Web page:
San Jacinto Valley Students Honored

Photo courtesy of John P. Hess/Creative Industries Media Group

The Hemet/San Jacinto Student of the Month program recently recognized seven local high school seniors for demonstrating character, integrity, love of learning, involvement in school activities, athletics and community service. Students were nominated by teachers or other school personnel for making a difference in their home, school and community.

Due to the COVID-19 pandemic limitations for public gatherings, the event was held virtually on Jan. 14. More than 55 participants logged into the Zoom meeting where students shared their stories and sponsors and administrators offered their support. Program founder and meeting hostess Karena Zermeno also represented one of the sponsors, Altura Credit Union.

Backpacks filled with gifts, a plaque, certificates of recognition and much more were donated by the program’s sponsors and will be delivered to each recipient. The students were given the opportunity to thank their families and school staff who have supported them and helped them plan their future life goals.

January’s students of the month from Hemet Unified School District schools were Brooklyn Bush, Tausala Eteuati, Jillyann Hunsucker, Elyse Ramirez and Emily Ward. San Jacinto Unified students were Yulissa Ortiz Antunez and Jeremiah Haywood. In his opening prayer, San Jacinto Assembly of God Pastor Jeff Johnson said everyone comes into a new year with hope and anticipation and he hopes that these students’ lives will exceed their expectations.

Hemet High’s Brooklyn Bush was nominated by many teachers for her “can-do” attitude. She is in the top ten of students academically with a 4.44 GPA. “She impresses everyone around her, students and staff alike,” counselor Maureen Fernandes said. Brooklyn plans to major in art history and minor in life sciences before entering medical school to become an obstetrician, which is her dream job.

She attended Hemet schools her entire life and said being one of only a few black students made her feel she needed to prove herself. “Despite the racial negativity I experienced, I’ve been able to come out at the top of my class,” she said. “My greatest contribution has been my ability to defy stereotypes and encourage younger students to do the same.” The life lesson she plans to take to college is to “never be too busy to watch sunsets.”

She said no matter what, she never forgot the little things in life and hopes she will be able to pay it forward by showing youth they can do whatever they set their minds to. Tausala Eteuati of Tahquitz High School was chosen for her outstanding interpersonal skills, dependable communication and leadership, all while maintaining straight As. She plans to attend UC, San Diego to major in medicine and eventually become an emergency room doctor.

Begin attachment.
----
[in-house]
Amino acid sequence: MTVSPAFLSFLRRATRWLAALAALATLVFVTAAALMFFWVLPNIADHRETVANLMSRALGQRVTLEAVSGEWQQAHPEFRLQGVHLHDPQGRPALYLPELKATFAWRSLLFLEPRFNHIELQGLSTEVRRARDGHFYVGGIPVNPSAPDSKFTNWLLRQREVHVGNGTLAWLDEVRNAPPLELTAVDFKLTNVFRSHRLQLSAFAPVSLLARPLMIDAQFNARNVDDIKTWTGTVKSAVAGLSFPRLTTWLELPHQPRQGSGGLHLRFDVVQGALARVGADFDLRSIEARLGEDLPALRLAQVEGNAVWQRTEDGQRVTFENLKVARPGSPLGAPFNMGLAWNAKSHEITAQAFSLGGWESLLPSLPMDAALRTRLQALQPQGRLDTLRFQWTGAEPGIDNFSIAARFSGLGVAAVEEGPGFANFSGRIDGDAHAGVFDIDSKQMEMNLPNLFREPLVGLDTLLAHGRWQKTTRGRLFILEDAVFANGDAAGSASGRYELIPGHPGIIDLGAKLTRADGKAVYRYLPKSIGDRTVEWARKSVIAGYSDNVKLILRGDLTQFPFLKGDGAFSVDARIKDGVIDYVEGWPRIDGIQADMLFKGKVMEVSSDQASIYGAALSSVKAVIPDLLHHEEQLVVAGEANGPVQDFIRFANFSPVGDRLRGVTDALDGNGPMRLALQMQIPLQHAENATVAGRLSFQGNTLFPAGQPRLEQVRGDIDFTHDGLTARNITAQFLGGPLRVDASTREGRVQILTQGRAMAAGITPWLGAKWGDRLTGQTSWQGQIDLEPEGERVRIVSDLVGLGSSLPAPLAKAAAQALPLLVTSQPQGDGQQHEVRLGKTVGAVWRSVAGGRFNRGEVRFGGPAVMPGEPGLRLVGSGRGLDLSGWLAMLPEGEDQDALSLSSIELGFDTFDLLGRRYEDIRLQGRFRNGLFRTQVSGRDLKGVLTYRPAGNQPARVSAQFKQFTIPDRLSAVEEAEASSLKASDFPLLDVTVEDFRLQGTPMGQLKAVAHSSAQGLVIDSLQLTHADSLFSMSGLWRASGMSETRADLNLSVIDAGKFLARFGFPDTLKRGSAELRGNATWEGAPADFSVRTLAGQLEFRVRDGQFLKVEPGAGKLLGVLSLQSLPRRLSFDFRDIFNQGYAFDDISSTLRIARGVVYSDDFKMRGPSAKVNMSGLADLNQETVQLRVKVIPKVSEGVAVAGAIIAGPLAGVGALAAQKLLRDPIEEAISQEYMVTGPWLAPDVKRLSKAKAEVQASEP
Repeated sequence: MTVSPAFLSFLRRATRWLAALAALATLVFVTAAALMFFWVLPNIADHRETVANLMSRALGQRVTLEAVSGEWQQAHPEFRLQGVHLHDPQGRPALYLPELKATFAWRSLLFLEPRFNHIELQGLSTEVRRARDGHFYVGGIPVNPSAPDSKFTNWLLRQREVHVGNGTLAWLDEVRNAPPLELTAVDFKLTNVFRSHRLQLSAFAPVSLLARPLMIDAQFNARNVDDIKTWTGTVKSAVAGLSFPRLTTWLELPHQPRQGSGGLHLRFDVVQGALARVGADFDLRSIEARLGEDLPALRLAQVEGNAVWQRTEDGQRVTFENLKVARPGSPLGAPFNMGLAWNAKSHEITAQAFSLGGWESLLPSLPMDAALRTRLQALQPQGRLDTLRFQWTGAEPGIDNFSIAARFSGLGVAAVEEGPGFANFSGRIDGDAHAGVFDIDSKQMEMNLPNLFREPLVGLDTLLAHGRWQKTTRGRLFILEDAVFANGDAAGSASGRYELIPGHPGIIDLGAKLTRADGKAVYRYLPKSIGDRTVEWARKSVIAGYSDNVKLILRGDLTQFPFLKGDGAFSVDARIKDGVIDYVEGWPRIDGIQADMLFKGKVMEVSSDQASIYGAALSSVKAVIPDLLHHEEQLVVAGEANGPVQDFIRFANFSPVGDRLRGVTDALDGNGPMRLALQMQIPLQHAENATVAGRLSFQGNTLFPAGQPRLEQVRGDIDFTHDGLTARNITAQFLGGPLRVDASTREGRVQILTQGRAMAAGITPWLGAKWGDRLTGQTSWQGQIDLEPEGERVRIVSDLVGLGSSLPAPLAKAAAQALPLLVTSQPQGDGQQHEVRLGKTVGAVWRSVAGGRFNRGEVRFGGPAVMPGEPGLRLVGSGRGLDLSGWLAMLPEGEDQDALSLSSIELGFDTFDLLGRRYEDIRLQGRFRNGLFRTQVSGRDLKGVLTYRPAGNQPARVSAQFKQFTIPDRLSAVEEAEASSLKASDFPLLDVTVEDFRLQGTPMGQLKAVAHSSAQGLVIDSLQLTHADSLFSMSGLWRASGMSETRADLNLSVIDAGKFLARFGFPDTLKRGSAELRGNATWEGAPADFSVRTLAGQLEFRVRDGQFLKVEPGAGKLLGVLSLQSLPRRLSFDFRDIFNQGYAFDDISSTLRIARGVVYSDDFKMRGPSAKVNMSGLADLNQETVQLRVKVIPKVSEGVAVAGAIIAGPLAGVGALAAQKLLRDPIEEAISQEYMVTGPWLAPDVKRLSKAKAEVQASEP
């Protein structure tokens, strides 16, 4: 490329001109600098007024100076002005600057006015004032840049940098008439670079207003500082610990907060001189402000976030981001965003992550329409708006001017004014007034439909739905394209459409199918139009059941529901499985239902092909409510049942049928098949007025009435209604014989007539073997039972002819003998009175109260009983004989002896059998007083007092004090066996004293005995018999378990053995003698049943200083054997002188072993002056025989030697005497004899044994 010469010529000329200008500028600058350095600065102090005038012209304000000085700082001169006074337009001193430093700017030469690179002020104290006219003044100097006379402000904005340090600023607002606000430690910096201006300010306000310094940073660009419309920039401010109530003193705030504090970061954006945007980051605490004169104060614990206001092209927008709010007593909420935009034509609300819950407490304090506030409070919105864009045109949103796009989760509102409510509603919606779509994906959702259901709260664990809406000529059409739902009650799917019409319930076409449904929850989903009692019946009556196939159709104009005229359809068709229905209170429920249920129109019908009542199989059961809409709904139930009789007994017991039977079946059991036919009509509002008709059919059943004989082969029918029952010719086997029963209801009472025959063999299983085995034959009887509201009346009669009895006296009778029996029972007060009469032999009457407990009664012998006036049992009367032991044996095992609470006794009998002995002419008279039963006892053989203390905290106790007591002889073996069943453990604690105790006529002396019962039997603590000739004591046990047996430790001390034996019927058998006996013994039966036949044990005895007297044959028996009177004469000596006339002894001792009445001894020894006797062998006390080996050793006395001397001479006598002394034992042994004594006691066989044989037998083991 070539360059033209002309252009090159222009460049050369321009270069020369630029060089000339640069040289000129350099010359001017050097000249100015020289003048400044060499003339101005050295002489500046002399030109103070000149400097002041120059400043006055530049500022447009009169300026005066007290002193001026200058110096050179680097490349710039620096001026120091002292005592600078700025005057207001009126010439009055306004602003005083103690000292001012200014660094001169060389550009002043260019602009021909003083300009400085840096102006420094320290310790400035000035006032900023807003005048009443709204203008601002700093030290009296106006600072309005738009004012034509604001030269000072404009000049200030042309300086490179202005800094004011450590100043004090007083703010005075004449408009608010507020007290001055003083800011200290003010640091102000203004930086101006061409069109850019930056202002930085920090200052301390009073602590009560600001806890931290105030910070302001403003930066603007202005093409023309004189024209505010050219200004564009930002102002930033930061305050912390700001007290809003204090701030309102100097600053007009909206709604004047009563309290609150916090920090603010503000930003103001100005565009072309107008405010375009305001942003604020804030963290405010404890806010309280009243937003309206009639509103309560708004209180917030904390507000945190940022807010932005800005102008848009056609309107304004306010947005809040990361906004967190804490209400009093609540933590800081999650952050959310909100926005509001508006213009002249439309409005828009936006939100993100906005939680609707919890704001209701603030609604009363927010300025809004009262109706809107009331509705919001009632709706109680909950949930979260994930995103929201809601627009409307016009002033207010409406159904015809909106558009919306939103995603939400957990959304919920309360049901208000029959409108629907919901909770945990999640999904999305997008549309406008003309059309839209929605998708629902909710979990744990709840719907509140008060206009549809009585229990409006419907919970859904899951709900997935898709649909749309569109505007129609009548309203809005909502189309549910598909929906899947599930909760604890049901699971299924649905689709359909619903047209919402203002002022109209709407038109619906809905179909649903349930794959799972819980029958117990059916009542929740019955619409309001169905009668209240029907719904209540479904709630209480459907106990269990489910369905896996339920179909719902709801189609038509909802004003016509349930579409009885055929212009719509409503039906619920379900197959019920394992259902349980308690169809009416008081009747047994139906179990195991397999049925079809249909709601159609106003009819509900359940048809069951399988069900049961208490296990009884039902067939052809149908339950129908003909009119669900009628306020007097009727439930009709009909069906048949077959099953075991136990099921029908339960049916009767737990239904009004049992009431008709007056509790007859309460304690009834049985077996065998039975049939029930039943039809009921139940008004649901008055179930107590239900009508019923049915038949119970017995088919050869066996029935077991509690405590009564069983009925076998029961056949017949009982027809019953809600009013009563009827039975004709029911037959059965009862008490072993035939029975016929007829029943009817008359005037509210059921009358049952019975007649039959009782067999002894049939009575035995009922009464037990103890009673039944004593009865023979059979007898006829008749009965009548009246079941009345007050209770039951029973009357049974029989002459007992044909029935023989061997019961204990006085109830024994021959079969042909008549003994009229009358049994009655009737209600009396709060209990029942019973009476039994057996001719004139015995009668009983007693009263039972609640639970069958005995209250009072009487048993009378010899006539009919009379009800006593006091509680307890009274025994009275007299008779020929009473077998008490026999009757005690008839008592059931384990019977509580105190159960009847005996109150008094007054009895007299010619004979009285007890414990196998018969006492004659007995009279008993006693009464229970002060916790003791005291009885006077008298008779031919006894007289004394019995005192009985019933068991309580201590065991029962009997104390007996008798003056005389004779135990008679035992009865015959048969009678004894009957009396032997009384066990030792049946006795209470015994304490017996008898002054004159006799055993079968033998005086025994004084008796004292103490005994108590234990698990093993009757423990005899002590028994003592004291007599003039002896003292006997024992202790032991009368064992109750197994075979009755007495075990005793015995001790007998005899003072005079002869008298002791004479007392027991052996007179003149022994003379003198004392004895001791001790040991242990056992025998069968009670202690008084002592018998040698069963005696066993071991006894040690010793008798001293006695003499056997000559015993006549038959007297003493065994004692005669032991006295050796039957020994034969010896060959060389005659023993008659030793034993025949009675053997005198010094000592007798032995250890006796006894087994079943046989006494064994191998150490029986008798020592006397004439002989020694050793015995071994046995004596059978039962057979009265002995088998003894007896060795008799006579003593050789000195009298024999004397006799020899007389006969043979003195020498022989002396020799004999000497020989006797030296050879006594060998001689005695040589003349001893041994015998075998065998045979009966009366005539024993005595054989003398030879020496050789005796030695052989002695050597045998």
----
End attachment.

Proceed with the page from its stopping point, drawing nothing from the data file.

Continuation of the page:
Academy of Innovation’s honored senior, Jillyann Hunsucker, was introduced with one word: resilience. As one of HUSD’s newest K-12 schools, the academy provides different formats for learning opportunities including online, blended and traditional seat-based instruction. Having lived in Hemet her entire life, Jillyann was involved with varsity sports and community outreach through her church. West Valley High School honored Elyse Ramirez and nominating teacher Cheri Kehler said she has watched the young woman grow as a student and an artist in her time at the high school.

Elyse is captain of the dance team, a Thespian officer and has tutored fellow drama students. Elyse said that suffering from anxiety herself and working hard to break the stereotypes of mental illness has inspired her to work in the field of neuroscience and psychology. “I want to help people, not just outside but from within as well,” she said. Emily Ward was Hamilton High’s choice for January. She was singled out for being someone who is always trying hard and caring for others. She was her band’s color guard captain and works hard on her academics.

Yulissa Ortiz Antunez of Mountain View High School is an early graduate who completed her senior year in November. She was born and raised in Honduras but was separated from her family at the age of 14. She said she misses her family who motivated her to fight for her goals. She hopes to get her college degree in immigration law to help others navigate the process she went through. San Jacinto High School teacher Erika Rojas nominated Jeremiah Haywood for this month’s honor.

She has only known him through online classes (due to distance learning that is in place) but says his peers are more successful because of his presence in class. Born in Compton and raised in South Central LA, Jeremiah lost his mother when he was 13 and his father a few years later.

He credits his aunt with helping him stay on track to reach his goal of becoming an electrical engineer. Despite the rough area he grew up in, he wants the next generation to know they can be successful. “Even though your environment is part of what makes you, it’s not what breaks you,” he said. “The main thing I want to convey is that life is hard but the work to get past those hardships is even harder.”

Hemet City Councilmember Linda Krupa made some closing remarks to the students that she said continue to impress her, even after nine years of this program. “If your career path is such that you come home to our community, it would be the most awesome thing in the world,” she said.


Diane A. Rhodes • Contributor

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